Whether you’re new to strategic planning or have some experience, Pinnacle Solutions’ strategic planning overview provides leadership, experience, wisdom, and guidance in the processes supporting the development and execution of a business strategic plan. Pinnacle Solutions offers this guidance gratis in exchange for your input to us after you have read or used the material.
Business strategic planning can range from simple to complex and is compelled by a number of business drivers and influencers. The key drivers and influencers are as follows:
Marketplace Drivers – Marketplace Drivers represent those activities, trends, and influencers affecting your business, your suppliers, the economy, your customers, and your overall business performance. Marketplace drivers include for example raw materials availability and price, interest rates, supply and demand, mature or emerging markets, and innovation. For a classic example, simply consider the impact of emerging technological innovations on the business marketplace in the last ten years. Awareness of marketplace drivers and dynamics will be valuable to the first step in the strategic planning process detailed below. Marketplace drivers tend to affect modern global markets and may not always directly affect your industry or business.
Industry Drivers – Industry Drivers represent those activities, trends, and influencers affecting your industry. Industry drivers typically impact your business to a greater or lesser degree whereas marketplace drivers may not impact your business at all. Classic examples of industry drivers include regulation, deregulation, innovation, demand, and competition. The reintroduction of convertible automobiles in the 1970’s, Southwest Airlines’ innovative business model, and
Regulatory Drivers – Regulatory Drivers represent those legislative and regulatory agency requirements for doing business. These requirements affect business operations and related costs. Examples abound and include well known legislation such as the Sarbanes/Oxley Act and mandates from the Federal Trade Commission (FTC) and Securities and Exchange Commission (SEC). Strategic planning processes require an updated knowledge of these mandates and the preparation to execute strategies and tactics to remain compliant.
Shareholder Interests – Shareholder Interests represent the expectations of shareholders in either publicly or privately held business organizations. Shareholder Interests typically involve the expectation of a return on investment and a going concern (in the accounting sense). For business organizations with Shareholder interests, strategic planning and execution must account for activities that will further the business in such a way as to maintain or enhance shareholder return on investment and perpetuity.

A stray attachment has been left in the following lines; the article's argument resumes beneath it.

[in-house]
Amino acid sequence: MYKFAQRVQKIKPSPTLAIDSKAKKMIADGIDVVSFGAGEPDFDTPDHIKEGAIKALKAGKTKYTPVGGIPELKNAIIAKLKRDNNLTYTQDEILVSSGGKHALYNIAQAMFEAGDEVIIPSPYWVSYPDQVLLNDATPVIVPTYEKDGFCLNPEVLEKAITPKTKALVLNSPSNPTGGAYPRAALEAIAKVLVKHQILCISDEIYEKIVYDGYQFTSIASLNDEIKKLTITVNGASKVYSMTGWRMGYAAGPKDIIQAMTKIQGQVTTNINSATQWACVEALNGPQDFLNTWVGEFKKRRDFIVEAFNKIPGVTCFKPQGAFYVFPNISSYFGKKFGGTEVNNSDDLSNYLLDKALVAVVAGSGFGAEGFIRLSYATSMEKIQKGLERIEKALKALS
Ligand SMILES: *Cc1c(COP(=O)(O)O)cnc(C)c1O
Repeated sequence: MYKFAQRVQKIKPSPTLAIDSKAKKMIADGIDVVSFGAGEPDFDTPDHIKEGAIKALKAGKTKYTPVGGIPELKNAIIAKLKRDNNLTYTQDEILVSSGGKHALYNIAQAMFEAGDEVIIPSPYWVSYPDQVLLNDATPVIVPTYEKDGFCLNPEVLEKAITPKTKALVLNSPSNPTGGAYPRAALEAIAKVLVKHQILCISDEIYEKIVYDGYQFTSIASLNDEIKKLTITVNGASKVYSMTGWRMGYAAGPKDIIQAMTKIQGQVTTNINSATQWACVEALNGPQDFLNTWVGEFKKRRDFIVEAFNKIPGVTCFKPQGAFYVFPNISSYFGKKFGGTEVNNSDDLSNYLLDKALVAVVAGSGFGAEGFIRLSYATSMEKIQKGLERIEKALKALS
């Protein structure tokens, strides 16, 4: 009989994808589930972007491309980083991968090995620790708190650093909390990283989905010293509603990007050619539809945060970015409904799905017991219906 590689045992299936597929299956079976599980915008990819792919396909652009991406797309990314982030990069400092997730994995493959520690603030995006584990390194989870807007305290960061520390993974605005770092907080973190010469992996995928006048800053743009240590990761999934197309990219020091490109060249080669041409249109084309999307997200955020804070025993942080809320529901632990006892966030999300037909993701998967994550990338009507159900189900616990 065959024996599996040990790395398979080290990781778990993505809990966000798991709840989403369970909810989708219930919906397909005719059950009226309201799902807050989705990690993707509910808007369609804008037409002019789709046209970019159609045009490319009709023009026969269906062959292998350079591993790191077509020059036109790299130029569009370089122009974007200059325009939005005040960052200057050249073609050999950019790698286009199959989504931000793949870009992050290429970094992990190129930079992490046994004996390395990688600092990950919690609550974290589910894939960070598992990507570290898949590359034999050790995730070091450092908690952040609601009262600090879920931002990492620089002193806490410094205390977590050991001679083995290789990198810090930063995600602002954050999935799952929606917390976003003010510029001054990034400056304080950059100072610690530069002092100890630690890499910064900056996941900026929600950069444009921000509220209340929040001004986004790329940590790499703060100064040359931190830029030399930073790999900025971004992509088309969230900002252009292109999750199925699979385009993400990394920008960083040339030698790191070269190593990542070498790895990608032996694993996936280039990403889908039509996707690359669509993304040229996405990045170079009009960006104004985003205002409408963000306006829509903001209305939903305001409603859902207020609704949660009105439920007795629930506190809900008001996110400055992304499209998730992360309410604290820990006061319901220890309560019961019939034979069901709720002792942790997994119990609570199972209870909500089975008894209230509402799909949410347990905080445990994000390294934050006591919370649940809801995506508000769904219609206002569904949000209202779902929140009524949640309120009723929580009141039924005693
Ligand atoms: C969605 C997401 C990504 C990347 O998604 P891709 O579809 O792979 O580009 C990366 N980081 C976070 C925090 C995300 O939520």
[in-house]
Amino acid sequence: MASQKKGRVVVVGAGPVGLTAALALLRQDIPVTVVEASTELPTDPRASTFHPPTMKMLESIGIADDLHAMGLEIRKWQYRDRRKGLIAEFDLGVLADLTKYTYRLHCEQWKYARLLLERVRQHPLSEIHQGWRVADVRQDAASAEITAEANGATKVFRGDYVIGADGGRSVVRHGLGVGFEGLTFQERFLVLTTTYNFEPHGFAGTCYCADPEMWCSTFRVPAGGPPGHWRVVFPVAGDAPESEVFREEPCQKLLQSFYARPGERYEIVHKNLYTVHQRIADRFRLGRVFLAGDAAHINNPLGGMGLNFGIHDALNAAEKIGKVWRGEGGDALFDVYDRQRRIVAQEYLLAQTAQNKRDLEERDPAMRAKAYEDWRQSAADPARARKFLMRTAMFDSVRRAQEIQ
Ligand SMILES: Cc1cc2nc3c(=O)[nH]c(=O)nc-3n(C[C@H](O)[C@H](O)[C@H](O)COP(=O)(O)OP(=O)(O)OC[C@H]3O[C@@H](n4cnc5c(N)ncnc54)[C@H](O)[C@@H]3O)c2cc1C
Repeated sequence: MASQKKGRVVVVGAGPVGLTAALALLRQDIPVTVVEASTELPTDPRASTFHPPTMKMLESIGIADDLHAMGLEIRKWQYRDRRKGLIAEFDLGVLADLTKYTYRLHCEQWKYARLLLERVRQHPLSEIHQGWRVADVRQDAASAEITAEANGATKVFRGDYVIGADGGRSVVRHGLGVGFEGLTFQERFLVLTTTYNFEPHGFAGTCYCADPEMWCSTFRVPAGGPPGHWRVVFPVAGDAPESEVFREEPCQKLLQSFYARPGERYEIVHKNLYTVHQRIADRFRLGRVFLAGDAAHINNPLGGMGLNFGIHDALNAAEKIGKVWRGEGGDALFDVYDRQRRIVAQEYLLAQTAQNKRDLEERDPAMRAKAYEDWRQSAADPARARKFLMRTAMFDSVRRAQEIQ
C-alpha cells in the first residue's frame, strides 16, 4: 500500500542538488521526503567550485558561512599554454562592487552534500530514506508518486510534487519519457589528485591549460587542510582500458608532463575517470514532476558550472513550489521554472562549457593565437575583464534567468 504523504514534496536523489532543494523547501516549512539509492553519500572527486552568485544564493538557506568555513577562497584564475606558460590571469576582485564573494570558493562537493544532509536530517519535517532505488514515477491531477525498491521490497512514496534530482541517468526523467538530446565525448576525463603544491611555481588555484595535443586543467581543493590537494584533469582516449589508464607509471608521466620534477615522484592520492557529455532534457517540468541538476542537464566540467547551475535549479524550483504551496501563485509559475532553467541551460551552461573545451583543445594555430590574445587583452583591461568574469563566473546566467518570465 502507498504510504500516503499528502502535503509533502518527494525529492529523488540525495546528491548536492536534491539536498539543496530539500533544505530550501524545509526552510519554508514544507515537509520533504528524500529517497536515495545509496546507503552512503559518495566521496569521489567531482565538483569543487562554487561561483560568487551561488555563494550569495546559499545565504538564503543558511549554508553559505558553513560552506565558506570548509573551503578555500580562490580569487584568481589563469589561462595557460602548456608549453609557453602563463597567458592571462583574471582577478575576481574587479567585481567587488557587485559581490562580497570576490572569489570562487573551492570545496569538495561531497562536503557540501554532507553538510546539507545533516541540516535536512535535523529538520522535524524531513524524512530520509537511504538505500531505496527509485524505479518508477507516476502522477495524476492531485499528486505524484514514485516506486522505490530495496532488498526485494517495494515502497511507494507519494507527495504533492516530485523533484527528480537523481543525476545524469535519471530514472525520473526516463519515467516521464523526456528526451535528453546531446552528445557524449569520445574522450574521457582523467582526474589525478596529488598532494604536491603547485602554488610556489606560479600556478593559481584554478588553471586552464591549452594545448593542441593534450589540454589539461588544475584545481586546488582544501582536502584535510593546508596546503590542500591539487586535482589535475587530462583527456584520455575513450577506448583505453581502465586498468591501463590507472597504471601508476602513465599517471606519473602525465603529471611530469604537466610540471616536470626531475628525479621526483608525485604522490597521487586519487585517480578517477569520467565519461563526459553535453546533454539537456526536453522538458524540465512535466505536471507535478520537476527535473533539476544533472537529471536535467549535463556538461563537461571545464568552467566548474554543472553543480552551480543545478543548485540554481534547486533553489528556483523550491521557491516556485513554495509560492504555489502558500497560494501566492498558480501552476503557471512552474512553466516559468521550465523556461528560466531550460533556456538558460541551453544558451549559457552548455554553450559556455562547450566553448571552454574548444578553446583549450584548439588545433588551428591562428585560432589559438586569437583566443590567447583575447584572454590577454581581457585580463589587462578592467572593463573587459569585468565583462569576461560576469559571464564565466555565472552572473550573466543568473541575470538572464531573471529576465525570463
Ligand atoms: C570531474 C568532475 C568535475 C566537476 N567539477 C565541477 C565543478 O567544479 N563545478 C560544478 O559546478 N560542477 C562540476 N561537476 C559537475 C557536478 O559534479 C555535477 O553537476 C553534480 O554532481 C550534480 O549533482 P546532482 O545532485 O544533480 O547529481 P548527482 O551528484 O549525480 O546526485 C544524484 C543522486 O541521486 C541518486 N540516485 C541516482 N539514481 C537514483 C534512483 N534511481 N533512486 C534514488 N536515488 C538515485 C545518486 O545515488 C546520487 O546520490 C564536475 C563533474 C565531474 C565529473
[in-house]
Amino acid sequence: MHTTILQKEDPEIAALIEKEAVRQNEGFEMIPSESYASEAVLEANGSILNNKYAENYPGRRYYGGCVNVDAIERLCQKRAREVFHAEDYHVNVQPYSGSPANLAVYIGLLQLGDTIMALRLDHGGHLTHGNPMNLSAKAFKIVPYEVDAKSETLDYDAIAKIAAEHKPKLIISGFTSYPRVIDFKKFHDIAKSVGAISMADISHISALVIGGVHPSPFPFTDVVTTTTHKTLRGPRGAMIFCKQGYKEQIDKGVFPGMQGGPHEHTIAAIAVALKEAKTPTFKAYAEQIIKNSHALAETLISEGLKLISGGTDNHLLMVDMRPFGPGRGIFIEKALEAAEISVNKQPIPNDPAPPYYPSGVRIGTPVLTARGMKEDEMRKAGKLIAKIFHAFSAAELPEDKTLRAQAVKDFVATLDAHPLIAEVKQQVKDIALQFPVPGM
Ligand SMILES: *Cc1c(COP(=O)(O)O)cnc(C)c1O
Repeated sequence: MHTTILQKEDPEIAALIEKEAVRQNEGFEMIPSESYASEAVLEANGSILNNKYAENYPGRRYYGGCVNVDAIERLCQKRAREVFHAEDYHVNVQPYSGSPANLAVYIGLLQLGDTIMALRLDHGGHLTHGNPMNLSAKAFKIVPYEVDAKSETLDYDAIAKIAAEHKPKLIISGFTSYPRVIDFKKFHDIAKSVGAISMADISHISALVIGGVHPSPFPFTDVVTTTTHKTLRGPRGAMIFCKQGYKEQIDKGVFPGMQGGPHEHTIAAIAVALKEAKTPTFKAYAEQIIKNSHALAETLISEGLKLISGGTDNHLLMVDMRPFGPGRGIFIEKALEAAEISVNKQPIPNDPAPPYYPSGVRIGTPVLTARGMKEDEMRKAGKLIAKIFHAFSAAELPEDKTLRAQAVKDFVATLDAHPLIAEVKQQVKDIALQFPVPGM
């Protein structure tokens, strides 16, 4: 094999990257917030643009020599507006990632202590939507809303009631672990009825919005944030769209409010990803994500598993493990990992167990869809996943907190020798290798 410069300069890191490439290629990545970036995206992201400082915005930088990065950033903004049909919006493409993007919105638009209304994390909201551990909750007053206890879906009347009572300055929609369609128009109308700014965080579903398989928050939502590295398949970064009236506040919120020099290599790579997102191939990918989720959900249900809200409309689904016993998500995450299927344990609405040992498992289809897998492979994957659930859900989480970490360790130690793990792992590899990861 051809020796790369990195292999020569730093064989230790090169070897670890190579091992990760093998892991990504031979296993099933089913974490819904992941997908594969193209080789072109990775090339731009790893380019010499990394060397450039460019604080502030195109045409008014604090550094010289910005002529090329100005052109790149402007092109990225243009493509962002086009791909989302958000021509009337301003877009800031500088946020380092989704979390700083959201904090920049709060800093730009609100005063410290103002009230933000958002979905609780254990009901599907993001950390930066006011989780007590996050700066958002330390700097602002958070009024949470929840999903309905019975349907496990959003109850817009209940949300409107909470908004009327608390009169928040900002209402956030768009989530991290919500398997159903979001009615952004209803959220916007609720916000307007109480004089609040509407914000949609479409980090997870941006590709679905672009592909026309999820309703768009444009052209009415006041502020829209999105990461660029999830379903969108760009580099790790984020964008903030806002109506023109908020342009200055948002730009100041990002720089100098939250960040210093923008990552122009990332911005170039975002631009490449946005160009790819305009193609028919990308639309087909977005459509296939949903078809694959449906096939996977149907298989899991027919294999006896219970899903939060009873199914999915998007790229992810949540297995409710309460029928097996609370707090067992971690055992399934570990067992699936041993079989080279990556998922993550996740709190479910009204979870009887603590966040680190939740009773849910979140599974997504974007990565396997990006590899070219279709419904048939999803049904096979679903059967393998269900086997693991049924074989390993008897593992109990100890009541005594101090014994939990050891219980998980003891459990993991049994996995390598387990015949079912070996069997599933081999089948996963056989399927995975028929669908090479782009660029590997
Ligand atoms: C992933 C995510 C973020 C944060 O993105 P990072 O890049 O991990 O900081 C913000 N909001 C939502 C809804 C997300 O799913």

Product Positioning – Product Positioning refers to the strategic efforts to create, modify, develop, and deliver products or services in response to demand. Strategic planning requires these efforts are carefully contrived, targeted, and measured to assure products and services yield the greatest return on investment. Marketing, Sales, Production, and Service groups within a business organization all have a stake in the strategic planning efforts for Product Positioning.
Financial Drivers – Financial Drivers refers to those financial performance objectives and measurements which strategic initiatives are designed to achieve. Financial strategies and budgets are an iterative component within the larger iterative structure of strategic planning. For example, a retail business organization with many retail outlets may use a 15 percent hurdle rate to determine whether stores are viable or not. Certain financial institutions are required to maintain liquidity levels, and most businesses have industry standard ratios which define a business organization’s success within the industry.
Internal Initiatives – Internal Initiatives include efforts such as R&D, Mergers and Acquisitions, plant and equipment modifications or divestitures to mention just a few. Internal initiatives affect the strategic planning process through funding and support of each initiative with dedicated company resources. Initiatives that are not mandatory in nature typically have expected rates of return or at least contribute to strategic positioning and are carefully weighed against opportunity costs before being adopted as a part of the strategic plan.
Customer Drivers – Customer Drivers represent the interests or demands of customers as discovered through customer contact, marketing surveys, complaints, complements, repeat business, or any other channel of customer input. Demand or the lack thereof, affects strategic plans and initiatives in sales, marketing, product management, and eventually, operations, finance, and can even affect HR. Forecasting and measuring customer demand fits into the strategic planning process as a central component and influencer of strategic planning and strategic initiatives.